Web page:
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China aims to produce 50m new jobs by 2020

By Wang Yanfei | China Daily | Updated: 2017-02-07 07:27

China aims to produce 50m new jobs by 2020

College students attend a job fair in Beijing on Monday. There are expected to be nearly 8 million new graduates in China this year.[Zou Hong/China Daily]

Retirement is estimated to create up to 4.8 million vacancies per year

China will provide preferential policies and job training programs to targeted groups in order to hit a goal of producing 50 million new jobs by the end of 2020.

As part of efforts to keep the unemployment rate below 5 percent each year, the government will help targeted groups land jobs, especially college graduates and workers laid off due to overcapacity, according to guidelines released by the State Council on Monday.

Preferential policies for graduates include tax cuts and tuition fee reductions, if they are willing to work in distant rural areas.

The central government will launch special programs to help resource-intensive areas to relocate laid-off workers, according to the guidelines.

China will lay off 1.8 million workers in the coal and steel industries, according to the Ministry of Human Resources and Social Security.

Producing 50 million new jobs is not an easy task amid economic downward pressure and Beijing's strong commitment to cutting overcapacity, according to a senior official with the National Development and Reform Commission's Employment Department, who declined to be named because he is not authorized to speak publicly.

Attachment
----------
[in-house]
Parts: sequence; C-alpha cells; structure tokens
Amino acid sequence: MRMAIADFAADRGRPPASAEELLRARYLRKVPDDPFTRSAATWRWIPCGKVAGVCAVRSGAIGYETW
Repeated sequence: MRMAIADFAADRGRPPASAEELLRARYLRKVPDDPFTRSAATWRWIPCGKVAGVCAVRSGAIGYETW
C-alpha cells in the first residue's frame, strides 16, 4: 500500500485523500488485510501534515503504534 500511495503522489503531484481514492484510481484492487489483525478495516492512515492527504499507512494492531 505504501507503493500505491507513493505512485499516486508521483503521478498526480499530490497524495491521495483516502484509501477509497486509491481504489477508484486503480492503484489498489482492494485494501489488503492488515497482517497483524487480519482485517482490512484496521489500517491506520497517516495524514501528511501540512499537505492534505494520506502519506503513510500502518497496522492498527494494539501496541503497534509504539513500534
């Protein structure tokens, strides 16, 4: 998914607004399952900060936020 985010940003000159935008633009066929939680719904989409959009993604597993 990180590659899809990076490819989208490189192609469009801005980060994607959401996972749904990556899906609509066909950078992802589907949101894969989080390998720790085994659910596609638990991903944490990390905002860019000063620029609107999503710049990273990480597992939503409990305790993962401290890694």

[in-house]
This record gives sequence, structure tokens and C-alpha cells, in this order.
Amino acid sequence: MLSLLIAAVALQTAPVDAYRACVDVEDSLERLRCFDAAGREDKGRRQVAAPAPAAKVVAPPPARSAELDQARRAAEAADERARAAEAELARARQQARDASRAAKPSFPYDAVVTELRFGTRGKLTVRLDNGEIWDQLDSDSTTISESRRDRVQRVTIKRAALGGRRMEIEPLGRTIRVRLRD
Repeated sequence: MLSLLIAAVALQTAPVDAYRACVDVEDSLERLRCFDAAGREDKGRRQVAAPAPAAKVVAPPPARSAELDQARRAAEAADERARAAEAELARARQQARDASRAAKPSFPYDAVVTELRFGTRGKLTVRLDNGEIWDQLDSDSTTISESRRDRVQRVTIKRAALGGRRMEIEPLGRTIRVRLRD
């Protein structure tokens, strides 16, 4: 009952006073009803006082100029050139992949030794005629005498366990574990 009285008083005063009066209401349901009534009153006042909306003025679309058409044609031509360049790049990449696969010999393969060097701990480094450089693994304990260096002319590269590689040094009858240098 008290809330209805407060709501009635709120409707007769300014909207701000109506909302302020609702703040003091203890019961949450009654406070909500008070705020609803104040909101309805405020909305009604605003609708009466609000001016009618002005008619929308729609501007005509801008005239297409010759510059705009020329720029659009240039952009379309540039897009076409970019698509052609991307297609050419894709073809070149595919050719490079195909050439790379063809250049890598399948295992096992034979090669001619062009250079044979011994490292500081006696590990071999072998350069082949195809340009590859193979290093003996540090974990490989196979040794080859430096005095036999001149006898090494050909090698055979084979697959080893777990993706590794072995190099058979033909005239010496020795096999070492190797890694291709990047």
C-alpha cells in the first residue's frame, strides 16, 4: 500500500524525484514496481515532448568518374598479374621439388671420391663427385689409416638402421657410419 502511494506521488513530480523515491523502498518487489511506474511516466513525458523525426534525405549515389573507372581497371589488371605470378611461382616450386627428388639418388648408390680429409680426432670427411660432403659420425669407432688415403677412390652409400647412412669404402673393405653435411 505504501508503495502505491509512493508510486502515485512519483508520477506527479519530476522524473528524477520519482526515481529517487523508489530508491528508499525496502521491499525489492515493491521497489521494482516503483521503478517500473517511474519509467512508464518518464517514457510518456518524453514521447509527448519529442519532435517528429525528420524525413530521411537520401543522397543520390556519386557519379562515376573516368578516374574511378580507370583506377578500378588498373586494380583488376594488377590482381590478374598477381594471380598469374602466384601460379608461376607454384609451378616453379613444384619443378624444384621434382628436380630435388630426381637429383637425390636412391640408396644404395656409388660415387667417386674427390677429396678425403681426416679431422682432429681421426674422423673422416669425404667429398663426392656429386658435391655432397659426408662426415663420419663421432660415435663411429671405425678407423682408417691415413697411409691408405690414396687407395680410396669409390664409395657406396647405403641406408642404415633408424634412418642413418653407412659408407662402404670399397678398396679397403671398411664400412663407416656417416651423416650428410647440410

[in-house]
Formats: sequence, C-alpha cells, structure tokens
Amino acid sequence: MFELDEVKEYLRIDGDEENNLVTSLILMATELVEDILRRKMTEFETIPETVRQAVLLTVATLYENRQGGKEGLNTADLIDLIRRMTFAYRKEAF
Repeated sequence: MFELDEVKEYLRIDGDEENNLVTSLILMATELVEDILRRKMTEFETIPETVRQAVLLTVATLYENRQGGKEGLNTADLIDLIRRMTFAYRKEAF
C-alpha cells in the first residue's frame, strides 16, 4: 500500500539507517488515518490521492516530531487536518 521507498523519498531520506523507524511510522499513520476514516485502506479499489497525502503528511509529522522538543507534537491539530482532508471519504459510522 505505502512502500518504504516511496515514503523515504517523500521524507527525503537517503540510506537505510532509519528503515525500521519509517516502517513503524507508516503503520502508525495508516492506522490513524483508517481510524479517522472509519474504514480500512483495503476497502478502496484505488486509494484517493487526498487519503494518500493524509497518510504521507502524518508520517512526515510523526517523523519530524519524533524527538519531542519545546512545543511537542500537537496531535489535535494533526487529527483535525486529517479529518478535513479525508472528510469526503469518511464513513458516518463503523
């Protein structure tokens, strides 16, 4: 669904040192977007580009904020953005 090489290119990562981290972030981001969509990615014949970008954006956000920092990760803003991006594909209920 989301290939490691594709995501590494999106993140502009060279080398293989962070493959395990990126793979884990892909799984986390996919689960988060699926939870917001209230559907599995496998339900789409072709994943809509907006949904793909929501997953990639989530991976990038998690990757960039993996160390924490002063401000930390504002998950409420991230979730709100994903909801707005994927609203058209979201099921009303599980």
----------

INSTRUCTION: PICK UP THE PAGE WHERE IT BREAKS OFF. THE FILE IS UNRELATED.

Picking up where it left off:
A total of 7.95 million new college graduates and 1 million laid-off workers in industries with overcapacity generated each year "are key challenges" to achieving the goal as new job opportunities are hardly plentiful, according to the official.

An estimated 4.8 million job openings will be created by retirement each year during the 13th Five-Year Plan period (2016-20).

"Although there are no easy answers to filling the gap, there should be hopes in new emerging industries," said the official, adding that local governments need to help the young adapt to industrial transformation.

A report released by Boston Consulting Group in January shows that by the end of 2035, China's digital economy will reach about $16 trillion, with a total employment capacity of 415 million, almost double that of 2020.

That means job candidates need to improve specialized skills, with strong capabilities in interpersonal communications, creativity, flexibility and fast learning, the report said.

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